Migraines: A Harbinger of Brain Activity?

A new study of more than 1,000 women found that those with migraine headaches scored better on a word recall test than those without migraines over an extended period.

It may be that a causal factor for migraines leads to more intense brain activity and less reduction in performance. Anecdotally, those with bouts of migraines tend to be highly intelligent - some people who have suffered from them include Virginia Woolf, Catherine the Great, Emily Dickinson, Sigmund Freud, Frederic Chopin, George Bernard Shaw, Charles Darwin, Tolstoy, Joan Didion, and the mathematician John Nash. In ancient times, Alexander the Great reputedly experienced migraines (Plutarch). Migraines have been found in other studies to be associated with menstrual periods.

Researchers say medications for migraine, diet and behavior changes may play a role in helping women with migraines protect their memory. The findings are being published in the April 24, 2007, issue of Neurology (abstract), the scientific journal of the American Academy of Neurology.

For the community based study, 1,448 women, of which 204 had migraine, underwent a series of cognitive tests beginning in 1993 and again approximately 12 years later.

The study found while women with migraine performed worse on cognitive tests, such as word recall, at the beginning of the study, their performance declined 17 percent less over time than women without migraine. In other words, the migraine group outperformed the control group. In the group with migraines those over age 50 showed the least amount of cognitive decline on a test used to assess cognitive functioning.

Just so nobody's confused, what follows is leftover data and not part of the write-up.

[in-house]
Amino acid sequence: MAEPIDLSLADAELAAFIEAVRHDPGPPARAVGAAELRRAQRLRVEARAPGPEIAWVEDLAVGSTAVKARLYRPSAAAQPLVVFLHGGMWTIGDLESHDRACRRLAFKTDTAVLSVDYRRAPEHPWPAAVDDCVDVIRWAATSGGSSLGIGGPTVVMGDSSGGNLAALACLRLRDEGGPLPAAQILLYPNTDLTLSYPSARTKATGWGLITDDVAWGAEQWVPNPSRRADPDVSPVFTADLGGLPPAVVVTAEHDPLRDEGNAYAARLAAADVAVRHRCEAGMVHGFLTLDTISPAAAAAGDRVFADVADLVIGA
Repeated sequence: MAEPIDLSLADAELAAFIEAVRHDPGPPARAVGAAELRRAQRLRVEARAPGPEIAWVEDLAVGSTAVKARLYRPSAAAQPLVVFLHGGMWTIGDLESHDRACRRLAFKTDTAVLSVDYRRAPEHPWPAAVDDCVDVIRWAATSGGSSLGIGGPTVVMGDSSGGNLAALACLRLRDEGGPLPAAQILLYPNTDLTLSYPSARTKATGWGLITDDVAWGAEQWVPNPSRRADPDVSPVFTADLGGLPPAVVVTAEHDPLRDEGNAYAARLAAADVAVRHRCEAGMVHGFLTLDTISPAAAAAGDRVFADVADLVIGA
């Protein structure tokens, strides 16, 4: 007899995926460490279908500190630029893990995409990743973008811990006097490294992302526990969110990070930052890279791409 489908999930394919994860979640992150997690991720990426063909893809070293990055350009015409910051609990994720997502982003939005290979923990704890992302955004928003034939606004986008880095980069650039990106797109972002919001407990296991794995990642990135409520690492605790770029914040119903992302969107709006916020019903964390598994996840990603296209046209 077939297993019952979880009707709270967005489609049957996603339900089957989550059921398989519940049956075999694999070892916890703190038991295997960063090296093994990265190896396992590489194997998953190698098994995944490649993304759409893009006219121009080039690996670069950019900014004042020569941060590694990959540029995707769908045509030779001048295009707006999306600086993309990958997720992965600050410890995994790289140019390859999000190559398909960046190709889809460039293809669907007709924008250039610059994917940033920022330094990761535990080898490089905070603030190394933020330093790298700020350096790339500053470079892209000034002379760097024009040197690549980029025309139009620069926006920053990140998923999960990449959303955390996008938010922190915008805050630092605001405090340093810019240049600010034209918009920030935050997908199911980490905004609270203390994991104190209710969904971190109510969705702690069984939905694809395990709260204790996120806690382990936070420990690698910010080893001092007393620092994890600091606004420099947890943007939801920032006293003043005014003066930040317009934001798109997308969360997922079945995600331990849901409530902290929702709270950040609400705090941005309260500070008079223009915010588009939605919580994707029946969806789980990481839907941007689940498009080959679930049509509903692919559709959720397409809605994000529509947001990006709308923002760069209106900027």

"Some medications for migraine headaches, such as ibuprofen, which may have a protective effect on memory, may be partially responsible for our findings, but it's unlikely to explain this association given we adjusted for this possibility in our study and the medications showed no indication of a significant protective effect," said study author Amanda Kalaydjian, PhD, MS, of Johns Hopkins University in Baltimore, MD.

Dr. Kalaydjian says another factor that needs to be explored is the possibility that women with migraines may change their diet or behavior in some way that might improve cognition. "For example, alternative treatment for migraine includes adequate sleep, as well as behavioral and relaxation techniques, and a reduction in caffeine," said Dr. Kalaydjian.

"Despite these theories, it seems more likely that there may be some underlying biological mechanism, such as changes in blood vessels or underlying differences in brain activity, which results in decreased cognitive decline over time," said Dr. Kalaydjian. "More research is needed to fully understand how migraine affects cognition."

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